The Achilles tendon is surrounded circumferentially by a fine and thin covering known as the paratenon (3) this layer looks something like a sausage skin and its function is predominantly to supply bloods to the tendon and allow a degree of lubrication to the superficial tendon layers. In Achilles tendonitis it is predominantly this layer that is affected.
Insertional Problems of the Achilles
Pain from the insertion of the Achilles tendon can be due to a healthy Achilles tendon being compressed against the heel of a shoe by a bony prominence at the back of the calcaneus (heel bone), which is known as a haglund's deformity. It is not actually a deformity but just a variation in terms of the normal anatomy at the back part of the heel bone.
Bilateral Hagglunds Deformities
Alternatively the Achilles tendon may have undergone degenerative change in its insertion. This usually produces a more diffuse area of swelling across the back of the heel. Not Infrequently however a bony spur can develop secondarily within the Achilles insertion as a result of the degenerative change. The phenomenon of bone deposition in chronically degenerate tendons is also seen elsewhere in the body, for example some muscles around the hip and shoulder.
The main symptom of Achilles Tendonitis or Achilles Tendinosis is one of pain. This remains very well localised to the problematic area of the tendon and may also be associated with swelling. The symptoms are usually intermittent and may occur initially either during or after periods of increased activity, such as sport. Symptoms may progress and on occasion will be present also at rest or even at night, producing sleep disturbance.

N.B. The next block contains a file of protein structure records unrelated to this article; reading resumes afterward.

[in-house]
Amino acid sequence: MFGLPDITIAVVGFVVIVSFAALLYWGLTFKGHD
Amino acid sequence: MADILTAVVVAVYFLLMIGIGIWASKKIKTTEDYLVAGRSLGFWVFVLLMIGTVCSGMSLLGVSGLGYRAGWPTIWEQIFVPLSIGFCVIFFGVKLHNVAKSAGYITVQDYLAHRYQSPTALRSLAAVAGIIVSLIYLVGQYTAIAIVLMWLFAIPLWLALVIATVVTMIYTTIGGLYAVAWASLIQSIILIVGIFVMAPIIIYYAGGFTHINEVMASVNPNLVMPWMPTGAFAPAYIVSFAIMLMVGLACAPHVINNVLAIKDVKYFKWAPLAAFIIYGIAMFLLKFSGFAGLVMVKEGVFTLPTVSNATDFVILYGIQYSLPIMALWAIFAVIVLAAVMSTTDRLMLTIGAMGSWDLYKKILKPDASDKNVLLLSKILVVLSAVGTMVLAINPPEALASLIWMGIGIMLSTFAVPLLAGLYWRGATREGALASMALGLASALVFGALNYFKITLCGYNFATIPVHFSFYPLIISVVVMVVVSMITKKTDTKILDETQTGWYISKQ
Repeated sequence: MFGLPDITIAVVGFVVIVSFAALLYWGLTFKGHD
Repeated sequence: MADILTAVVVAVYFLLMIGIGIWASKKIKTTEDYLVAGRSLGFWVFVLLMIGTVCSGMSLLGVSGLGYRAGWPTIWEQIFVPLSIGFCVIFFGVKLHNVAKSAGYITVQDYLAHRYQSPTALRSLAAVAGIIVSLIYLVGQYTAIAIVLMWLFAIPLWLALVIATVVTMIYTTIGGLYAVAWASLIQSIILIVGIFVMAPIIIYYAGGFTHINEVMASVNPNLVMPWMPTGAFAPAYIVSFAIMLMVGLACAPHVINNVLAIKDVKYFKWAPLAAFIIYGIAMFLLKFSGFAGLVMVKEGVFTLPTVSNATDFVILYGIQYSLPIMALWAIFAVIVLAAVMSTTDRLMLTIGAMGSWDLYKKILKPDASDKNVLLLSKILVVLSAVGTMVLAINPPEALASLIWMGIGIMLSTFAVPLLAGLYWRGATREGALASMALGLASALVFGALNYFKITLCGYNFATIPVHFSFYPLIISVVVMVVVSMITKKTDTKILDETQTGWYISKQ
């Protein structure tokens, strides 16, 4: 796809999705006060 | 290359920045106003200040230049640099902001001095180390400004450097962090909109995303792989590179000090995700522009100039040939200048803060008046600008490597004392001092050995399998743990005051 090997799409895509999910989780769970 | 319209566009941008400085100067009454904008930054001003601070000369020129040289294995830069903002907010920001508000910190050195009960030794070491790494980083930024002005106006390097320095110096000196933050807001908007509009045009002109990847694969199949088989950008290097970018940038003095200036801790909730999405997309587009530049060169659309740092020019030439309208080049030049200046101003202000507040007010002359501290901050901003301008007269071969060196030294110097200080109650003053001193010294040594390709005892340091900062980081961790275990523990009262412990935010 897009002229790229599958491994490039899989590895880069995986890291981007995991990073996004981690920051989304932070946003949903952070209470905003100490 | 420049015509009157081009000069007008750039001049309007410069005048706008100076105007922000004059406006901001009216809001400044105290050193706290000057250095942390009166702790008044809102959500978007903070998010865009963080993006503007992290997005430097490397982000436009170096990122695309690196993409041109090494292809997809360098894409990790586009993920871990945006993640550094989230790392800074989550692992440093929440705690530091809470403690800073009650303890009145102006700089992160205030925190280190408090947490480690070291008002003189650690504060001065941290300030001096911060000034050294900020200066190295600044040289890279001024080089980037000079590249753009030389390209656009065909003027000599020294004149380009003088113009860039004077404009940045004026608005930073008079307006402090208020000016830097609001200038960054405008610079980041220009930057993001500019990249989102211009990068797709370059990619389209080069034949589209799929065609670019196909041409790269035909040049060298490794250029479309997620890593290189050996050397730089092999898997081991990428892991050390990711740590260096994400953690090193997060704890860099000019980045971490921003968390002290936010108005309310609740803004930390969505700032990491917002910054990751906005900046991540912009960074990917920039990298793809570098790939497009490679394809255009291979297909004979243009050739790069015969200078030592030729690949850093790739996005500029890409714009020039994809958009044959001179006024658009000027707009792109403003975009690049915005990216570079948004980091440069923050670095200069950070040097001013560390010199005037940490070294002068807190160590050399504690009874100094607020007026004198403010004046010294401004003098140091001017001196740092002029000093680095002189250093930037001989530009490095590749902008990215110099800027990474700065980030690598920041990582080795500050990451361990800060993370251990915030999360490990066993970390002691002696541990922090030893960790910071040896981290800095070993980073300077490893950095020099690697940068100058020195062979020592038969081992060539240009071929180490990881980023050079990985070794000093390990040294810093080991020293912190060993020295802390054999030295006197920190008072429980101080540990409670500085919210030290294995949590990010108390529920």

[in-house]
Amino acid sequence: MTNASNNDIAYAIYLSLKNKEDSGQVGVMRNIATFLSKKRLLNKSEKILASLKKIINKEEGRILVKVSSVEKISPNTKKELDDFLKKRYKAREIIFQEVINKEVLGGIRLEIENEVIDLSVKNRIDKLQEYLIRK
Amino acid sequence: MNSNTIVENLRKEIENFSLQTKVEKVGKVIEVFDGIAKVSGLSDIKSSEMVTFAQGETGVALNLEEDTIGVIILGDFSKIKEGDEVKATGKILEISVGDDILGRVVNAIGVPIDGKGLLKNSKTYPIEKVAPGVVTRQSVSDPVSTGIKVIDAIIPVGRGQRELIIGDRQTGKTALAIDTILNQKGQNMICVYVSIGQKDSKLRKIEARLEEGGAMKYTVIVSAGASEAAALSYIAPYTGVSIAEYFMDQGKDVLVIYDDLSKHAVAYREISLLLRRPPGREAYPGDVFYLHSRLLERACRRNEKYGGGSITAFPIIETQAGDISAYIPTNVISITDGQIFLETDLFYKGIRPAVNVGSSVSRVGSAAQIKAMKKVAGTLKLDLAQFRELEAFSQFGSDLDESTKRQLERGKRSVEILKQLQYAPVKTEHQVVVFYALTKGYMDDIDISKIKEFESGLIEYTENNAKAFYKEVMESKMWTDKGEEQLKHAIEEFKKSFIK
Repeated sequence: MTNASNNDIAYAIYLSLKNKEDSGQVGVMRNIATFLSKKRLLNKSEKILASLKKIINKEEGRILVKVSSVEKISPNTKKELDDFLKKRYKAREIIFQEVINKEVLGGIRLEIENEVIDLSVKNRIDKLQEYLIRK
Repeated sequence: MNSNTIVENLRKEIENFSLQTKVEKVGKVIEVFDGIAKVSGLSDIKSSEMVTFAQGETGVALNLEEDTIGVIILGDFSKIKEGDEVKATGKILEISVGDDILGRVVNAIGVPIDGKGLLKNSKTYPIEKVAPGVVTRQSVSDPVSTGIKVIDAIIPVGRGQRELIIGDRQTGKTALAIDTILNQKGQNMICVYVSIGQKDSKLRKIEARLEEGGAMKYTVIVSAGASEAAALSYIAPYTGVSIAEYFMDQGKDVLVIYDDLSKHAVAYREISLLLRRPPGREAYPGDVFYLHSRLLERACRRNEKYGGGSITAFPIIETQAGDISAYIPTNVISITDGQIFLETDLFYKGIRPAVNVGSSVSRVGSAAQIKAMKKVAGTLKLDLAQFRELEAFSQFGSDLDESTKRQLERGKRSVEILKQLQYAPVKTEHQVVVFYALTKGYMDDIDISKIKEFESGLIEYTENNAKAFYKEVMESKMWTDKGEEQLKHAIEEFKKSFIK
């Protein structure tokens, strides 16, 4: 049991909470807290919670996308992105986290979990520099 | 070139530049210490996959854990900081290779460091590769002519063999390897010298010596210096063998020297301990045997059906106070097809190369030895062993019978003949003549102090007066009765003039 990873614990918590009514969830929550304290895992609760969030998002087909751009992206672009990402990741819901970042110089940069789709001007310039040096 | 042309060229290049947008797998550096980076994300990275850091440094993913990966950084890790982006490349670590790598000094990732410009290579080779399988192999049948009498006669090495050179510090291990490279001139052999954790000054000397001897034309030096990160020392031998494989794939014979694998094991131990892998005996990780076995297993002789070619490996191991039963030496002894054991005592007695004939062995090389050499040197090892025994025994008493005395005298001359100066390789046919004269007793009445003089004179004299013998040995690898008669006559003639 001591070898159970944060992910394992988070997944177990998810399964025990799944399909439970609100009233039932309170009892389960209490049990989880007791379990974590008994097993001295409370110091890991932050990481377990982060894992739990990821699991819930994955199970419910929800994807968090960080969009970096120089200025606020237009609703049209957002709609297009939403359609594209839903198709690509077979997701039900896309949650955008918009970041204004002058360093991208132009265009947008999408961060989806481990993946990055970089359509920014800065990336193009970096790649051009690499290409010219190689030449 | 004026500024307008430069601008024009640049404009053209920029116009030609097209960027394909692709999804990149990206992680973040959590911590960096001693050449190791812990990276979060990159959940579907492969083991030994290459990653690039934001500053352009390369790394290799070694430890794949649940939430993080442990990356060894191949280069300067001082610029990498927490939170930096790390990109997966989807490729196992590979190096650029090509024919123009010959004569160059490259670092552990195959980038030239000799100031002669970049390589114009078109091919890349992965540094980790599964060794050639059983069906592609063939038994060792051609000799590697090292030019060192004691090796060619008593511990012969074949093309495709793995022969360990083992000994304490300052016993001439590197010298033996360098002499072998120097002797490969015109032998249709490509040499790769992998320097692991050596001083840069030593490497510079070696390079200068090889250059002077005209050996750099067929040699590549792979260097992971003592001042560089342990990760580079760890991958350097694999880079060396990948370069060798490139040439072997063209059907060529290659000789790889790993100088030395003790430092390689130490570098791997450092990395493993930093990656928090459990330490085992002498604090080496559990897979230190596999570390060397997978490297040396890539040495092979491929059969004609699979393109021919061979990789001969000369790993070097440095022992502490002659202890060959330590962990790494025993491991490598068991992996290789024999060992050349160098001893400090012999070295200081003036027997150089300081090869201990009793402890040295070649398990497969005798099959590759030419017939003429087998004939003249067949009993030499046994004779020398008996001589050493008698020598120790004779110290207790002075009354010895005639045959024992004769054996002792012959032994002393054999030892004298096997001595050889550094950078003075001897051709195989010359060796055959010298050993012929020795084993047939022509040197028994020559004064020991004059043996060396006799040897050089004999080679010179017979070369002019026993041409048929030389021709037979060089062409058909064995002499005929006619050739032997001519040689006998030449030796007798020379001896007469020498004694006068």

If the problem is one of a Hagglunds’ deformity with a normal Achilles tendon then the symptoms may exclusively occur in particular shoe wear that compresses the posterior aspect of the heel.
The symptoms are very similar whatever the specific problem with the Achilles tendon. On occasion patients with even advanced degenerative Achilles tendon problems may get little in the way of problems initially.
Causes of Achilles Tendonitis ?
Achilles tendons, like all musculoskeletal tissue, are exposed to multiple episodes of minor trauma during function. Why some Achilles tendons degenerate and others don’t is not clearly defined and the factors producing degenerative change are multifactorial. Things that are associated with developing Achilles tendinosis are age, sex, weight and usage. All Achilles tendons are constructed very much for strength and have very little in the way of blood vessels associated with them. This means they are slow to repair themselves with episodes of minor of chronic repetitive trauma. Over a period of time, if the Achilles tendon capacity for repair is continuously needed, then structural changes will occur. These changes may onset rapidly after periods of unaccustomed activity such as Achilles tendonitis. Not all people are equally susceptible to these types of soft tissue problems. Some people’s collagen is just better than others..